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‘I’m just stuck’: Downtown Windsor landlord says tenant board backlog means evicted client can’t be removed

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‘I’m just stuck’: Downtown Windsor landlord says tenant board backlog means evicted client can’t be removed

Downtown Windsor landlord Marie Vieira successfully argued an eviction case in front of Ontario’s Landlord and Tenant Board (LTB) last November.

At the time, she received verbal confirmation that a tenant who caused more than $15,000 worth of water damage to two rental units after forgetting to turn off the tap would be evicted.

Due to a backlog within the LTB, however, Vieira says she’s still waiting to receive a sheriff’s notice that will allow her to formally evict her tenant from the premises.

“At the hearing, the adjudicator told me that within 10 days I could have the sheriff evict the person after I get the order,” she said. “I still haven’t received the order, so I can’t have the sheriff evict him.”

Though the evicted tenant continues to pay rent, Vieira said she’s losing approximately $2,500 each month because she has two damaged apartments she can’t rent out.

“I’m just stuck,” she said.

There’s an increase in complaints about Landlord and Tenant Board, says MPP

A resident of Harrow, Vieira reached out to her MPP for help — and Essex NDP MPP Taras Natyshak said stories like Vieira’s are becoming more common.

“We’ve certainly been experiencing a higher volume of complaints from constituents about the Landlord and Tenant Board, as well as other types of boards and tribunals,” he said.

“There is, I would definitely say, a 50 per cent increase in calls that we’re receiving due to the Landlord Tenant Act and the various tribunals that are associated with it.”

Natyshak and Vieira have been in contact regarding the delayed eviction notice, and the Essex MPP has also made an effort to find answers for his constituent.

“The answer that frankly we’ve received from the administrative attorney general is that these are directly related to lack of staff and cutbacks that the government has made to these tribunals through the various ministries,” said Natyshak.

“The problem, as we see it, lays squarely at the feet of this current government, who has taken a reckless approach to cuts and the lacklustre approach to making sure that the appointments are in place to streamline the process.”

The backlog is also affecting tenants, says legal aid clinic

While Vieira, who rents out six units in total, continues to wait for a formal eviction notice, even tenants are having a tough time finding recourse through the LTB.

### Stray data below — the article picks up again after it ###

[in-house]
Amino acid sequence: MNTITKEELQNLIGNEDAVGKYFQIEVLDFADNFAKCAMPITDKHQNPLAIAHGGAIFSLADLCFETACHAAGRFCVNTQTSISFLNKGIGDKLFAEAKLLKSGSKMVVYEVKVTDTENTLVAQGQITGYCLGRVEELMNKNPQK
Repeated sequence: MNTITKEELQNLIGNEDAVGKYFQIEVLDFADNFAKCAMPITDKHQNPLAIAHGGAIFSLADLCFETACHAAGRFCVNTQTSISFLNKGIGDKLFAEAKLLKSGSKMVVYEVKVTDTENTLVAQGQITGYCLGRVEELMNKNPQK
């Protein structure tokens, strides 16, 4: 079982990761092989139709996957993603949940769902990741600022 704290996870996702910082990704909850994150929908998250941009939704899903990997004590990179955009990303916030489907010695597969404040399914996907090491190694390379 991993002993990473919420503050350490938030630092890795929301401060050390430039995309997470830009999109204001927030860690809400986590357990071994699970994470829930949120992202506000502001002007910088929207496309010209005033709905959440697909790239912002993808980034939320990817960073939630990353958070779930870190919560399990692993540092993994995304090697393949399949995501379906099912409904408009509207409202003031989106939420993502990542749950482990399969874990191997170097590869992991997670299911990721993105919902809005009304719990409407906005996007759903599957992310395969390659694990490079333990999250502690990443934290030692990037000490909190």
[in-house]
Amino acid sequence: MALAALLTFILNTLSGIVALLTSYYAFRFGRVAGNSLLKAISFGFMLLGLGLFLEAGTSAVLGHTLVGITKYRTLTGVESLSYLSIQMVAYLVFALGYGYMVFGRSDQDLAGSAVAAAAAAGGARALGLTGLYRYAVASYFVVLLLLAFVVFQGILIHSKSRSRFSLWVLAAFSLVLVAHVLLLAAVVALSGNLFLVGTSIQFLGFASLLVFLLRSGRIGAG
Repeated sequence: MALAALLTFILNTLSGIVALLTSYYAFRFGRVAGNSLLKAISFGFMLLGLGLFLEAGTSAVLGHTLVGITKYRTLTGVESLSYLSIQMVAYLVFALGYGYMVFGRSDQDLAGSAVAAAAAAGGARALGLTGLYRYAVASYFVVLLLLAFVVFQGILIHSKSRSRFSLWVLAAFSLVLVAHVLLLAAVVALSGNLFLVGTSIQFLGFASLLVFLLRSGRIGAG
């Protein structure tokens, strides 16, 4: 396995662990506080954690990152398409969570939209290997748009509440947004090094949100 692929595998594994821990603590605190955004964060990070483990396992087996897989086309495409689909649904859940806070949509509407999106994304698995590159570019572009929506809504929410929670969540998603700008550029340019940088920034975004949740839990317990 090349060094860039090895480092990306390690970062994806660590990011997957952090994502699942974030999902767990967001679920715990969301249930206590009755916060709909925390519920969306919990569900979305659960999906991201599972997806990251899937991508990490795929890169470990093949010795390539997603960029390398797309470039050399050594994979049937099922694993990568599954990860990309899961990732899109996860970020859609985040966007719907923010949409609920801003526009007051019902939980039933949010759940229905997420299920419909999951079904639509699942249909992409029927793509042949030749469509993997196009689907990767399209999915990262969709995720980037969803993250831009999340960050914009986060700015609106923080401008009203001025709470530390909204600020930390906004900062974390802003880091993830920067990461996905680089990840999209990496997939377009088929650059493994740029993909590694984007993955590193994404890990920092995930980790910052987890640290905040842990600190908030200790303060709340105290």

Lilian Bahgat, review counsel for Community Legal Aid in Windsor, said it can take several months to hear back from the LTB after a tenant has filed a grievance.

“I actually was looking over some of the files that we’ve had of recent times, and not only are the hearings being scheduled three or four months in advance, but once you show up on the hearing date … if you want to enter mediation, your matter doesn’t get heard and then it gets put over,” she said.

a large room: According to Marie Vieira, her tenant caused $15,000 worth of water damage after forgetting to turn off the tap.

According to Marie Vieira, her tenant caused $15,000 worth of water damage after forgetting to turn off the tap.

Bahgat said she recently went before an LTB tribunal that had 40 items on the docket.

“We’re looking at matters we filed in August being heard now in January,” she said.

She added that long wait times for hearings are only half the problem.

“Another issue is, once the matter’s been heard, we’re waiting on orders that aren’t coming in,” said Bahgat. “We have only file where the client has actually filed a complaint with the ombudsman. Her matter was heard in August [and] we have yet to get her order.”

Bahgat explained that difficulties with the LTB are especially problematic for vulnerable tenants.

“A lot of times, their order is tied into what will happen next to their housing situation,” she said. “So if we’re bringing forth a repair and maintenance issue, until the landlord is ordered to repair it, they’re still living with the unit in its current condition, and there’s no way for us to enforce it without the order.”

CBC News reached out to the Landlord and Tenant Board on Friday for comment, but were told a response could only be provided after the weekend.

In an email, a spokesperson for the Office of the Ombudsman of Ontario — the agency responsible for investigating complaints against the provincial government — confirmed that the office “continues to receive complaints related to the LTB … and the investigation is ongoing.”

“Generally speaking, the ombudsman does not comment on ongoing investigations,” said Linda Williamson, director of communications for the Ontario Ombudsman.